A lawyer for former Minneapolis police officer Derek Chauvin has asked a judge for probation or a below-guidelines prison term when sentencing his client, who was convicted in April of murder and manslaughter in the killing of George Floyd.
In a motion filed with Hennepin County District Judge Peter Cahill on Wednesday, lawyer Eric Nelson said Chauvin’s actions in pinning Floyd to the pavement during an arrest in May last year was “best described as an error made in good faith” based on his training.
“Mr. Chauvin asks the Court to look beyond its findings, to his background, his lack of criminal history, his amenability to probation, to the unusual facts of this case, and to his being a product of a ‘broken’ system,” Nelson wrote.
The lawyer asked the judge for a so-called dispositional departure resulting in probation or a downward durational departure, which he said would lead to a sentence less strict than the 128 to 180 months suggested by state guidelines.
A Minneapolis jury found Chauvin, 45, guilty of second- and third-degree murder and manslaughter on April 20 after hearing three weeks of testimony in a highly publicised trial. He is scheduled to be sentenced on June 25.
Floyd’s May 25, 2020, death – after he was handcuffed on a Minneapolis street with Chauvin’s knee on his neck for more than nine minutes – prompted massive protests against racism and police brutality across the US and in other countries.
Last month, Cahill found that prosecutors had shown there were four aggravating factors in the death of Floyd, 46.
The judge said Chauvin abused his position of trust and authority and treated Floyd with particular cruelty. He committed the crime as part of a group with three other officers and did so with children present, Cahill also ruled.
In their own filing, prosecutors argued that Chauvin acted with cruelty, among other aggravating factors, and therefore deserved twice the maximum sentence, or 30 years in prison.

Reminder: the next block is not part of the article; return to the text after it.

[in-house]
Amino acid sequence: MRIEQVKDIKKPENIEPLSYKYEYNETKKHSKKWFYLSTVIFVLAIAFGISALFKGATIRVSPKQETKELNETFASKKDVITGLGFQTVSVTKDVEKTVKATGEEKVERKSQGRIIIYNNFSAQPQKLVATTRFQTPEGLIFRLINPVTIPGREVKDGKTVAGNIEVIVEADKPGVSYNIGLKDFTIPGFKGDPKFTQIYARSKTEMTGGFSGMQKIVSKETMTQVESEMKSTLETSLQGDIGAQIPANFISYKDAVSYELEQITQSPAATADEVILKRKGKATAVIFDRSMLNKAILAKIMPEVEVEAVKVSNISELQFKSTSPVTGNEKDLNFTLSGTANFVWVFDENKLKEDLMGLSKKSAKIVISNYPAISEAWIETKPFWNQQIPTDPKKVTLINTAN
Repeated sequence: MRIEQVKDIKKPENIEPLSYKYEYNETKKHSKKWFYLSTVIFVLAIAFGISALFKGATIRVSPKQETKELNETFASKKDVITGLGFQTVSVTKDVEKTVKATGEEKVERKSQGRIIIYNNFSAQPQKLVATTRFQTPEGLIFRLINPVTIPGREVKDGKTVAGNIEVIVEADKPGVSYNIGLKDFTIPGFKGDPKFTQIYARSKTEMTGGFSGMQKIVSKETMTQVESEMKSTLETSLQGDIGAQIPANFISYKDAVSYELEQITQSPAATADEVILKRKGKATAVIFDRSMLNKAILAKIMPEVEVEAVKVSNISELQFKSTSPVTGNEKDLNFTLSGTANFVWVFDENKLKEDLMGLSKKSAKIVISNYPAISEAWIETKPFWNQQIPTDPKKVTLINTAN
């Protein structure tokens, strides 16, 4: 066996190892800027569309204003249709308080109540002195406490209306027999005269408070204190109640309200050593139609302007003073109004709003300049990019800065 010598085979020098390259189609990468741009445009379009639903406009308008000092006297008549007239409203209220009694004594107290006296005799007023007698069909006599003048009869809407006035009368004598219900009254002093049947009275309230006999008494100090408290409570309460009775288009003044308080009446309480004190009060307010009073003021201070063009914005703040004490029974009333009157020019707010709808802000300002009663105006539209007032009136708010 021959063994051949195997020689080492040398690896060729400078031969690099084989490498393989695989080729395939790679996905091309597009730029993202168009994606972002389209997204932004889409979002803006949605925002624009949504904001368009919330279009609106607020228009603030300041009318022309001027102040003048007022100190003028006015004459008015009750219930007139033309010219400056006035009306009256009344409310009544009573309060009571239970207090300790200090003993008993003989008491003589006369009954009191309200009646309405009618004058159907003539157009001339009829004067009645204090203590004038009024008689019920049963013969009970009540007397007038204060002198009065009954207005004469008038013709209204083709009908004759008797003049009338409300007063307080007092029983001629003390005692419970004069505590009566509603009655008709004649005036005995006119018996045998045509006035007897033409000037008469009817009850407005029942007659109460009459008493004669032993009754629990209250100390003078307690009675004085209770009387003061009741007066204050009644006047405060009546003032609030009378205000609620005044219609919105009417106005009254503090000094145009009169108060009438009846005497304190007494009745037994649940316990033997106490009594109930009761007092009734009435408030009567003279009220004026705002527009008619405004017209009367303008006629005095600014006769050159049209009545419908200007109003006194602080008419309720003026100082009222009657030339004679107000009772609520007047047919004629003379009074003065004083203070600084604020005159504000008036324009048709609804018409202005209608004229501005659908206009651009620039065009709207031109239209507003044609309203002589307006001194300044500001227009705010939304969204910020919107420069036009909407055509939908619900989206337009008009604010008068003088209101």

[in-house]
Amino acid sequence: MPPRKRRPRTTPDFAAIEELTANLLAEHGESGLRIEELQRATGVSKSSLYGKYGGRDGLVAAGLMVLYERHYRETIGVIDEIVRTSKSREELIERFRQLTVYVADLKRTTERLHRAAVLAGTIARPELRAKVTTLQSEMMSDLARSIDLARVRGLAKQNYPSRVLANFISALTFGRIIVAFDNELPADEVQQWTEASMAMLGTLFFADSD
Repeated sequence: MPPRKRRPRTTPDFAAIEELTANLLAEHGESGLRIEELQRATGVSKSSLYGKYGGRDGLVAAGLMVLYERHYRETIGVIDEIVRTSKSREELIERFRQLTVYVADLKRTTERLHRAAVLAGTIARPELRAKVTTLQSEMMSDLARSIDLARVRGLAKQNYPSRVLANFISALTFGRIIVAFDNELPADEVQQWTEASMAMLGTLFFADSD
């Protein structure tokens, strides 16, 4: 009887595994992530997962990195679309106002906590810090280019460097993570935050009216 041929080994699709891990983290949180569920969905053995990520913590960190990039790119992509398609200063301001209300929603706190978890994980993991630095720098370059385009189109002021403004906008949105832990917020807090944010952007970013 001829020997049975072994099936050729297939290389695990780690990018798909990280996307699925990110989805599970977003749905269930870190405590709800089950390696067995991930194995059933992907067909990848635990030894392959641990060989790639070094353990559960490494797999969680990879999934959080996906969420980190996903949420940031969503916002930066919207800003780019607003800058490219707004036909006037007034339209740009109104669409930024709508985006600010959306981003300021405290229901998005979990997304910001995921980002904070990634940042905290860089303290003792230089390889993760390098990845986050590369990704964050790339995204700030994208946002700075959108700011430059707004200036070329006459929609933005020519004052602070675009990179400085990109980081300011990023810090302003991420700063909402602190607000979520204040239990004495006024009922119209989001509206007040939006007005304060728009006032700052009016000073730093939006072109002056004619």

In Wednesday’s motion, Nelson said the fact that officers on the scene called for an ambulance “served to mitigate any cruelty” in the treatment of Floyd. Chauvin, he noted, remained on the scene until medical assistance arrived.
“Mr. Chauvin has established that he is particularly amenable to probation and is a prime candidate for a stringent probationary sentence plus time served,” Nelson wrote.
Nelson has also requested a new trial for Chauvin, citing the highly-publicised nature of court proceedings, among other factors.
The US Justice Department has also charged Chauvin, along the three other officers, Thomas Lane, Tou Thao and J Alexander Kueng, with violating Floyd’s civil rights during the deadly arrest.
The move has been seen as a signal of the priorities of the administration of US President Joe Biden, who promised to confront racism during the campaign.
Advocates welcomed Chauvin’s conviction as a starting point for meaningful reform of policing.
Floyd’s family members, some of whom met with Biden on the one-year anniversary of Floyd’s killing on May 25, have urged US lawmakers to pass police reform legislation that has been stalled by policy disputes.